two young apprentice jala weavers at work

two young apprentice jala weavers at work at Naseem Ahmad’s

the jala loom - the jala itself is top right

the jala loom – the hand of the third weaver can be seen controlling the jala on the right

graphed pattern ready for jala

graphed pattern ready for creating the  jala

the finished pattern in the weave

the finished pattern in the weave

At Varanasi we visited Loom to Luxury, where we saw handloom weavers who were clearly regarded as important team members, their families provided with food, clothing and shelter, and their working conditions clean, airy and well lit. This organization believes that a better standard of living for the weaver and his family is critical to the production of high quality handwoven silk.  They are building a huge Community Facility Centre designed specifically for the lifestyle and needs of the weavers and their community as a whole.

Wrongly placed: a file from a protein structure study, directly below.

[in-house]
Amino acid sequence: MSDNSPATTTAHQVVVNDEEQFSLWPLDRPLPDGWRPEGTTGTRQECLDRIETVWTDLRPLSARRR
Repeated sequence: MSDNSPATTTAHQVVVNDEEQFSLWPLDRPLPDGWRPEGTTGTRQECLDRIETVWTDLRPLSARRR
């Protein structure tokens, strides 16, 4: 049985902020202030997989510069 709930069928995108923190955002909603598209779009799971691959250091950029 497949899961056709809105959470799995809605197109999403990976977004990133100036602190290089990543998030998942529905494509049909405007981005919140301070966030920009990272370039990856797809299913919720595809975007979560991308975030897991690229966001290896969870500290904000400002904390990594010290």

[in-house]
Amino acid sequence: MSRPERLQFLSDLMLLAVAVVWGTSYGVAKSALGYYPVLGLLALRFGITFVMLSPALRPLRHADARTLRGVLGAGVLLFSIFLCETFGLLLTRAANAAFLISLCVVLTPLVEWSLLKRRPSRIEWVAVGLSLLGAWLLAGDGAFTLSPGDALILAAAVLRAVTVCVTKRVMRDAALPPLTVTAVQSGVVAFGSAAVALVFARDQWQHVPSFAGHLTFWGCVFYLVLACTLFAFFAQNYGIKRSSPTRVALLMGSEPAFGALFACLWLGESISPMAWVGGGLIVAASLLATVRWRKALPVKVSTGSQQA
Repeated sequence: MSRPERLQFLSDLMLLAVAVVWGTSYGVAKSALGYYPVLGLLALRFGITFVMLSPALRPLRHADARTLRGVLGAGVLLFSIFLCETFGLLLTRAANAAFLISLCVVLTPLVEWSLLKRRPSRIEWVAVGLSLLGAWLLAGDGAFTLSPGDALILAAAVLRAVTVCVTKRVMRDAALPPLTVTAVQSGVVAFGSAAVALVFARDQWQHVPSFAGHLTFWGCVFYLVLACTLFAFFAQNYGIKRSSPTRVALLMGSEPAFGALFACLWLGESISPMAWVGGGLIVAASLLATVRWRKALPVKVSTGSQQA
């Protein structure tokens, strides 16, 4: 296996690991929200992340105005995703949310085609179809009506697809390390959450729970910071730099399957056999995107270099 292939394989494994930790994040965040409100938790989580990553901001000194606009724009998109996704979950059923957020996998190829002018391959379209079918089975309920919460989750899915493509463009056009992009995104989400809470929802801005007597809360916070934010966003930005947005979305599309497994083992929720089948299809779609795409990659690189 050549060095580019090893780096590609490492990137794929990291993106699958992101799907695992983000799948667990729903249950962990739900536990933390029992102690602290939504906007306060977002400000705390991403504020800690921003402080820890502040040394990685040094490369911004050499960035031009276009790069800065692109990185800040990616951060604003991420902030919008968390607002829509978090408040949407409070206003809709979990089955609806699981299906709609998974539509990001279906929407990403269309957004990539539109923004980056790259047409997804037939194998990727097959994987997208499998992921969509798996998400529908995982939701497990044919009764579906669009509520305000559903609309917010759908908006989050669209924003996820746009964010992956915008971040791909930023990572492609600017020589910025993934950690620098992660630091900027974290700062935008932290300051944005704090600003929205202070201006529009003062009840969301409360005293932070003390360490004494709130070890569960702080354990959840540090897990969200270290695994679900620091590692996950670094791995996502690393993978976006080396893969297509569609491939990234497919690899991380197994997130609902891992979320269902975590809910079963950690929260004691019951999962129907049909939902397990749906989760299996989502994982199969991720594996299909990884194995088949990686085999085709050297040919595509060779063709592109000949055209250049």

a woman threading yarn at Loom to Luxury

a woman threading yarn at Loom to Luxury

The weaving process here is fairly typical.  The design is drawn on a full scale graph used to create punch cards which will be sewn together and fed through the loom to control the warp threads that are lifted at different times to make the pattern.

punch cards being made

punch cards being made

Silk yarns are dyed, then strung on the warp in a highly skilled process.  The warp is usually long enough to make several saris, each approximately five metres. Women have a role in spinning thread onto bobbins for the weft. If jacquard is used, there is a supplementary part of the loom that is set up to control this complicated pattern.